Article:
It starts when Jen goes to an emotional support meeting called Friends of Heaven, one of those places with cheap coffee and cheaper platitudes from a man named Pastor Wayne. There’s a nice view, though. There, Jen meets Judy, who reveals that she lost her husband at 44 to a heart attack. They seem different at first, but they’re both struggling with the sudden, unexpected losses of their husbands. Jen reveals that she’s having trouble sleeping, and Judy offers her phone number for help and friendship.
It’s not long before Jen calls Judy — a heartbreaking exclamation from her youngest that “I just don’t want you to be alone” probably means sleep would be impossible anyway. It’s after midnight, and the lengthy phone scene allows for some character background and development of chemistry between Applegate and Cardellini. We hear that Ted was running and trying to get in shape when a car hit him. They eat Entenmann’s cookies and chat about their lives and loss. A genuine, believable chemistry forms that’s incredibly important to the overall success of this pilot. It has to make sense that, despite their differences, these two people would be drawn to each other as friends. They trade pictures, and Jen sees one of Judy’s husband, which is key to the episode’s first major reveal.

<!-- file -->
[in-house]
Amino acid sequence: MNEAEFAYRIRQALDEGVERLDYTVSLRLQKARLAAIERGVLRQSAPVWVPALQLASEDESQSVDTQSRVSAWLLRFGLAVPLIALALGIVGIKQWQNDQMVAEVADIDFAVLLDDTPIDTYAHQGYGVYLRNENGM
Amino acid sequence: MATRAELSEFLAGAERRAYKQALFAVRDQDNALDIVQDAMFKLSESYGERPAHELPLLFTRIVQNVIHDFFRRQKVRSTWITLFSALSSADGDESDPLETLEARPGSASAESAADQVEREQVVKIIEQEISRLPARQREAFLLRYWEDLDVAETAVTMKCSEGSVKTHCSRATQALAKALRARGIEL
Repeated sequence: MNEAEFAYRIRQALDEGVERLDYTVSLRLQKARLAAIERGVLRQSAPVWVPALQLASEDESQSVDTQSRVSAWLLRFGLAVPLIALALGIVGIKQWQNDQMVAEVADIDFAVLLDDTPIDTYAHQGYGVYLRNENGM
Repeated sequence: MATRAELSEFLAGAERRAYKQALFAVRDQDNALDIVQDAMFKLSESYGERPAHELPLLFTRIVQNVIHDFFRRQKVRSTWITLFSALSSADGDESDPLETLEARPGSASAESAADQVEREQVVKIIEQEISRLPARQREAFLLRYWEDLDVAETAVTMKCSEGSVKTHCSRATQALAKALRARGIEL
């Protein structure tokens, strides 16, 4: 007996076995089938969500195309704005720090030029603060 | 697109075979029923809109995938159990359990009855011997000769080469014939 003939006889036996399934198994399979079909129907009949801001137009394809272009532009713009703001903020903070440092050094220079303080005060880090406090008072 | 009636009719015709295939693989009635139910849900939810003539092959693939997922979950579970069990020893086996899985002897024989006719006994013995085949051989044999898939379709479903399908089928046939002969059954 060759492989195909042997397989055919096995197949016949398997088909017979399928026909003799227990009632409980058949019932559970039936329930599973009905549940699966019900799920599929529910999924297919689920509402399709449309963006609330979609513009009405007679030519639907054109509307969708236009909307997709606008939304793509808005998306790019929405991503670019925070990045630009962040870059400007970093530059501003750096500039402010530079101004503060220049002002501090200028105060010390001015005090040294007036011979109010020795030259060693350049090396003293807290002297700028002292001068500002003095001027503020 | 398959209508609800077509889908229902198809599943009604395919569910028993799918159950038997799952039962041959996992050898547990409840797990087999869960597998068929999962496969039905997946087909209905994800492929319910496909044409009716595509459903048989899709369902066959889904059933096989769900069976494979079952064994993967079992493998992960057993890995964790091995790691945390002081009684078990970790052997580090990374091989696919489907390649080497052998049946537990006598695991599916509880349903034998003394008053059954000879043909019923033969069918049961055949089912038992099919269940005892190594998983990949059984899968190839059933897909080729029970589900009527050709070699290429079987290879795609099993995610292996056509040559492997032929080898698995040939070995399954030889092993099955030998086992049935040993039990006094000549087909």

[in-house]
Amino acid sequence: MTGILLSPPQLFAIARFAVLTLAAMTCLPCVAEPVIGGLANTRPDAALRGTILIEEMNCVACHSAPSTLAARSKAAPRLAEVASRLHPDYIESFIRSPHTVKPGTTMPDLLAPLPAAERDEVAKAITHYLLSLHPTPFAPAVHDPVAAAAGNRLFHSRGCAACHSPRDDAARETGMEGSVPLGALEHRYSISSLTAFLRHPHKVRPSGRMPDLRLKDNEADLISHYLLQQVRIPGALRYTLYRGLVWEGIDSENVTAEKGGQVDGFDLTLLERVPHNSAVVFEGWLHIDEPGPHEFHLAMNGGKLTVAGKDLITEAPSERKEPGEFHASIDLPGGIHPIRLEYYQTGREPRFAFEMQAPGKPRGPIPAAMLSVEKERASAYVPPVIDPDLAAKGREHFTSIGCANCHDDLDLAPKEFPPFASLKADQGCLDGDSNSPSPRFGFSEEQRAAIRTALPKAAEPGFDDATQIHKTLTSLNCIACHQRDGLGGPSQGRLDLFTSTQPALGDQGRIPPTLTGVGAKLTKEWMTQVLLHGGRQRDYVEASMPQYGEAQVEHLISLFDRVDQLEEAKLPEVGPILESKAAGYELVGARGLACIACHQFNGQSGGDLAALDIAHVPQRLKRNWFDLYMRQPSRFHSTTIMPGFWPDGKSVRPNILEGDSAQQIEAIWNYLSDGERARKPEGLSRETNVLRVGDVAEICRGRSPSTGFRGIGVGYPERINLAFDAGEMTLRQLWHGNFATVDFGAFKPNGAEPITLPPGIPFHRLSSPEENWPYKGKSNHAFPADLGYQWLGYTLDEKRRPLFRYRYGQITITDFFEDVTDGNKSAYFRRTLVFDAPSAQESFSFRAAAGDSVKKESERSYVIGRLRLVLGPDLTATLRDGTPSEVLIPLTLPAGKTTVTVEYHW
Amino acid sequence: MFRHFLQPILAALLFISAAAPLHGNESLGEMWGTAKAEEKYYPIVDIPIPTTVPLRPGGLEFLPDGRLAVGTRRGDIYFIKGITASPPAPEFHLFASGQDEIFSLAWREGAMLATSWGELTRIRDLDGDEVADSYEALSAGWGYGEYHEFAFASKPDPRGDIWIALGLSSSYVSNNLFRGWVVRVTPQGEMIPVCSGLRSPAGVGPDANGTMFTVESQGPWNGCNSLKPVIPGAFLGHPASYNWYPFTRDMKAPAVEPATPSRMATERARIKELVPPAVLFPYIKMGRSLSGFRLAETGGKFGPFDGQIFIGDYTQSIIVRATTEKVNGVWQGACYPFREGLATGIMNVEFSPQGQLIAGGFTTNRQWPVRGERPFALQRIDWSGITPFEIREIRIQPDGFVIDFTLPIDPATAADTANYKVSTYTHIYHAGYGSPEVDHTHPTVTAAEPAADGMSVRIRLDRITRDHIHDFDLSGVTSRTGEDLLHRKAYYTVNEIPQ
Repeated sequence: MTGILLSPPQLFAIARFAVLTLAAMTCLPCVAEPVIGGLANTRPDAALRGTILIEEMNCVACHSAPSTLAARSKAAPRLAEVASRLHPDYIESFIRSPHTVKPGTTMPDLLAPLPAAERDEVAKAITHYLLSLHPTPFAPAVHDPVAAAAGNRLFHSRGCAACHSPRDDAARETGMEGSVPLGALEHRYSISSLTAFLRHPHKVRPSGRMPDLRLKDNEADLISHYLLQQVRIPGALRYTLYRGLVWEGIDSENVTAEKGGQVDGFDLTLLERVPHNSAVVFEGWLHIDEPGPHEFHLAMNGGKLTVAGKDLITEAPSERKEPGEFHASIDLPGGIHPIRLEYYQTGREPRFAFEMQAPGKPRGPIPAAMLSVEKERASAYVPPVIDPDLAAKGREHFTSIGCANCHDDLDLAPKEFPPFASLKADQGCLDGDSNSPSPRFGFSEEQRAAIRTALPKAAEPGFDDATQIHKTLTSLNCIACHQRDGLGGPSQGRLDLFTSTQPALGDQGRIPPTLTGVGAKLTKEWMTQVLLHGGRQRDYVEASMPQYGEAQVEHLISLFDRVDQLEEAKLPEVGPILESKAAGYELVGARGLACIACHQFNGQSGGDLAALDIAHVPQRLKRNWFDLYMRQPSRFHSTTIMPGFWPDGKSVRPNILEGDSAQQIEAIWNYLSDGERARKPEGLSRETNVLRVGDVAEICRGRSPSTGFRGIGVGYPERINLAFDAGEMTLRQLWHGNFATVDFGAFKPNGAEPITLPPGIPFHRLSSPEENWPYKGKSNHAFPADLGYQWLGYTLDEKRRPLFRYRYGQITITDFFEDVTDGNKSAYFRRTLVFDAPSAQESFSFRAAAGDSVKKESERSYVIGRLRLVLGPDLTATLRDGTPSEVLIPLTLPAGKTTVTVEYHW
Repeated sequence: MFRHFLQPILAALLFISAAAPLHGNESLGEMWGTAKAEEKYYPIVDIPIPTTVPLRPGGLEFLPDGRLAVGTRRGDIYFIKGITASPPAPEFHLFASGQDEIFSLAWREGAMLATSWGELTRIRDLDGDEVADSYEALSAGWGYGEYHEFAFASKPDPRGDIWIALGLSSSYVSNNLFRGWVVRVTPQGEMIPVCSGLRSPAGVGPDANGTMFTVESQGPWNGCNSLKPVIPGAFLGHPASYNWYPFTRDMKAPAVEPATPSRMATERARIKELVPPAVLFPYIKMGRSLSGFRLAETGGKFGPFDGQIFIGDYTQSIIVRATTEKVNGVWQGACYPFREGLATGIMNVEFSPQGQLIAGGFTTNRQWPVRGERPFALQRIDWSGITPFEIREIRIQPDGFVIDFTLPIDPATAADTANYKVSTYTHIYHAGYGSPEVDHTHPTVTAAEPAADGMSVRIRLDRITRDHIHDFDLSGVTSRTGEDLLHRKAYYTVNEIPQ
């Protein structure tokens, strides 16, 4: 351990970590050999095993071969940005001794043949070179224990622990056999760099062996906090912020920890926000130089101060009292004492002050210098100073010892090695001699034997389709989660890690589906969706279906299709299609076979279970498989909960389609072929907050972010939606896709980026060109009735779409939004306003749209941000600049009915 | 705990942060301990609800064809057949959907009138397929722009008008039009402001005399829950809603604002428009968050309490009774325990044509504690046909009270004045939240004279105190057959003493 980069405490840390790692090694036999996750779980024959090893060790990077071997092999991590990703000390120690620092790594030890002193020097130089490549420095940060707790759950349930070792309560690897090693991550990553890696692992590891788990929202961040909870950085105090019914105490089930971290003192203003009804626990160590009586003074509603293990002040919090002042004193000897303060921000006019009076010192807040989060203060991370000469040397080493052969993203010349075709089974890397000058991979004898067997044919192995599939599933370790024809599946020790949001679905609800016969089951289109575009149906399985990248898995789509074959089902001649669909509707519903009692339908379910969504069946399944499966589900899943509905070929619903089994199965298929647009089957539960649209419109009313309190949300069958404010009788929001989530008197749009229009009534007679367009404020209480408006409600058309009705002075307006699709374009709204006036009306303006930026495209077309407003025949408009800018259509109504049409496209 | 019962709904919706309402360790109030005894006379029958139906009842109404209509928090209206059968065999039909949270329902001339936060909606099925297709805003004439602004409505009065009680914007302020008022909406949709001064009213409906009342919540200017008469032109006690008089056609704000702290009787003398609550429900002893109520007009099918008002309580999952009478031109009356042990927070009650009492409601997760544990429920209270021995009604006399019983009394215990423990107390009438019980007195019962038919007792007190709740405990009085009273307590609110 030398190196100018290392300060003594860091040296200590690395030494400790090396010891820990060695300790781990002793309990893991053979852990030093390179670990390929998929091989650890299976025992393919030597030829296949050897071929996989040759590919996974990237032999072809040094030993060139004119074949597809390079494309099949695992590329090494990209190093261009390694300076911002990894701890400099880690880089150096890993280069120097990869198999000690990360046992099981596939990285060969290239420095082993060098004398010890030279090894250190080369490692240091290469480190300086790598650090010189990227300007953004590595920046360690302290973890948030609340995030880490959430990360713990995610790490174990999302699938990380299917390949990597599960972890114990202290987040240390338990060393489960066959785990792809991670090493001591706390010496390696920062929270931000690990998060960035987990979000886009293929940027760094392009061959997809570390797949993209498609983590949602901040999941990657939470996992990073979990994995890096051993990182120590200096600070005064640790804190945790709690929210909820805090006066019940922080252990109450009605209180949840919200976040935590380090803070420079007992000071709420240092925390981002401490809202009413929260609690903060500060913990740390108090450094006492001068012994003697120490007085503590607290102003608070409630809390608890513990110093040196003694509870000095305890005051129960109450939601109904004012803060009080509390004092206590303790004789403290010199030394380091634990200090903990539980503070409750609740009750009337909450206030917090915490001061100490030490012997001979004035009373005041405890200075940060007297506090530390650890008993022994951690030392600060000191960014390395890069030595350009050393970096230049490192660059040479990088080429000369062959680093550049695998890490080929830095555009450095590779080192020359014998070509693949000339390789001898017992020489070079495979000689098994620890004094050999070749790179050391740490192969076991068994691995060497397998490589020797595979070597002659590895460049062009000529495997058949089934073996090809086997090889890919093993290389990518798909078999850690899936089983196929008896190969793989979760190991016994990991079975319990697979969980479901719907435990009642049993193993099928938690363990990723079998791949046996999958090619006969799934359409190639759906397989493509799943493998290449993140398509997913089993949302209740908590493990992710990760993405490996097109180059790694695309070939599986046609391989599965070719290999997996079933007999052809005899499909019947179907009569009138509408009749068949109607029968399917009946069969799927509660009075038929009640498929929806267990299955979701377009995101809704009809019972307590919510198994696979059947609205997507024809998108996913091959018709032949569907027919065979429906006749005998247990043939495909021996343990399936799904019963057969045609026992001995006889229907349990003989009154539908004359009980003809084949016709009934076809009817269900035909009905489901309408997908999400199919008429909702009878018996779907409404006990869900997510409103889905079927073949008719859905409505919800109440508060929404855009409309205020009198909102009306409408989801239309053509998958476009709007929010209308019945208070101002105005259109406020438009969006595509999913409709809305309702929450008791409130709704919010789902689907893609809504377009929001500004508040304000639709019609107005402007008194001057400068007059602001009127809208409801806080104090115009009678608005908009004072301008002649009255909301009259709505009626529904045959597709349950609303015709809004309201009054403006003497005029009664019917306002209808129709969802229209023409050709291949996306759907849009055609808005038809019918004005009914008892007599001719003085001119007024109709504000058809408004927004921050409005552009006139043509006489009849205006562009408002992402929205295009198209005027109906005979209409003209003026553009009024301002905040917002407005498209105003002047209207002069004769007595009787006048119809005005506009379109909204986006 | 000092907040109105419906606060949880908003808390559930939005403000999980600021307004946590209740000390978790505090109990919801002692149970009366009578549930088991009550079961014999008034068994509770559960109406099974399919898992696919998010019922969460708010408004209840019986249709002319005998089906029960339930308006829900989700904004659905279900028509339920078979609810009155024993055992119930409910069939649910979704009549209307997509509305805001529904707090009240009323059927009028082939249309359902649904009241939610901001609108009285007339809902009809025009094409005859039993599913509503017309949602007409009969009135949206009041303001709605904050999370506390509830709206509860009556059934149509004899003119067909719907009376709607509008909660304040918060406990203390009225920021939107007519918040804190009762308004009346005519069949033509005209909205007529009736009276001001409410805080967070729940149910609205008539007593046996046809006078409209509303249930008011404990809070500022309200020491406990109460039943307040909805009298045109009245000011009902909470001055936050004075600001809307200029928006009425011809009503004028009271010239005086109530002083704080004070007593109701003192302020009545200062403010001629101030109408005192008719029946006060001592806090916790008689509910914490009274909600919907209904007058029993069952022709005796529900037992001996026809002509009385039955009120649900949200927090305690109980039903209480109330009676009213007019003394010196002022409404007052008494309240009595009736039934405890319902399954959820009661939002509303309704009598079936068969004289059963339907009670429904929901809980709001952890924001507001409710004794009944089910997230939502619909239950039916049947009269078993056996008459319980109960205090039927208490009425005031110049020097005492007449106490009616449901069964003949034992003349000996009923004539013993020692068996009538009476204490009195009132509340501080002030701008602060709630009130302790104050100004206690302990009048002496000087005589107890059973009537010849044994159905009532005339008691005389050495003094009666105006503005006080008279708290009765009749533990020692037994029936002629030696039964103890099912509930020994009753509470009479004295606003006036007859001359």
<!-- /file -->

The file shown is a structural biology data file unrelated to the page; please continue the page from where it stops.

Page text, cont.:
Jen and Judy get together to watch The Facts of Life, discussing which characters from the show they’re most like. Jen thinks she’s a Jo but she’s really a Blair; Judy reveals she’s a Tootie, which doesn’t make a lot of sense at first, but a later clip — about Tootie going overboard with her stories — makes the connection clearer (and feels almost too self-aware for Judy). Importantly, Judy is always going to Jen’s lavish, multi-million-dollar home. Jen isn’t going to Judy’s.